3. The clubhouse leaders for Korie Lucious’ final year of service next season appear to be Iowa State and Marquette. Even with two Final Fours’ worth of experience under his belt, considering the year he’s had both on and off the court, is it worth it for a program to open its doors to Lucious? The Marquette site Cracked Sidewalks lists the pros and cons of bringing the dismissed Michigan State man aboard. For the record, we’ve still got our money on Iowa State, since Chris Allen’s there.
  4. The tall, suited, enthusiastic, bespectacled fellow you see on the Ohio State bench during games is assistant coach and former Ohio Bobcat captain Jeff Boals. His distinct look (with the cool frames), reputation as both a coach and compadre among his players, and tweeting skills — we’ve been followers of @JeffBoals for well over a year, now — have inspired a couple of OSU students who sit near the bench during home games to adopt the coach’s appearance, right down to the hairstyle and specs, calling themselves the Boals Brothers. OSU’s Lantern has a nice piece on the coach who’ll almost certainly be running his own team in the next few years and become another branch of the Thad Matta coaching tree, assuming Boals would ever want to leave the good gig he’s got now.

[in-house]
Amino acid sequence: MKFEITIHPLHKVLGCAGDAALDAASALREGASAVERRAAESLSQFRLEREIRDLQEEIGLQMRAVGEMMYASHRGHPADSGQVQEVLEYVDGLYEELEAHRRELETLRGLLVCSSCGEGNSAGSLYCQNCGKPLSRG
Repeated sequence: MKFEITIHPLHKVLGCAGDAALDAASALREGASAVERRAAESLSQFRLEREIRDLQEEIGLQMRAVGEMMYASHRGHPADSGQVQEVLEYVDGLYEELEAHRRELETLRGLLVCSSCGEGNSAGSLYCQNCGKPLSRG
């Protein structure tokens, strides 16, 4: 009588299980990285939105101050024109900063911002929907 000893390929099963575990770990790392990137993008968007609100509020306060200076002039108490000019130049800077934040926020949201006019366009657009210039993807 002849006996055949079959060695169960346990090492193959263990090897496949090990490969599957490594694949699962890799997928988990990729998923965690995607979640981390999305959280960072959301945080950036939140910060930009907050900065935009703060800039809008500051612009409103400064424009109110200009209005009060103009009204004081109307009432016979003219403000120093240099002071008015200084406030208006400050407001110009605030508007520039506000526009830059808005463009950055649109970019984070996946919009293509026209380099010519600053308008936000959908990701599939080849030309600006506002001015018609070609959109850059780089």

5. A basketball Beanpot? Yes, please. For 58 years, Boston’s four major hockey schools — Boston U., Northeastern, Harvard, and Boston College — have taken part in the Beanpot, a tournament among themselves with games on the first two Mondays in February for city bragging rights. As Boston is a young town and one of the best sports cities in the country, you can easily assume how popular the venerated event is. They had a hoops version for 14 years that petered out in 1976, but with the interest of Philadelphia’s Big 5 growing ever further both inside and outside of Philly, and because other cities and states are pondering similar events (get it done, Chicago), a hoops Beanpot with Holy Cross and UMass also thrown in the mix might become a reality, according to the Boston Globe. The coaches seem to be all for it, if they can figure out where to fit it on the schedule. We’d like to go ahead and put in our credential request now…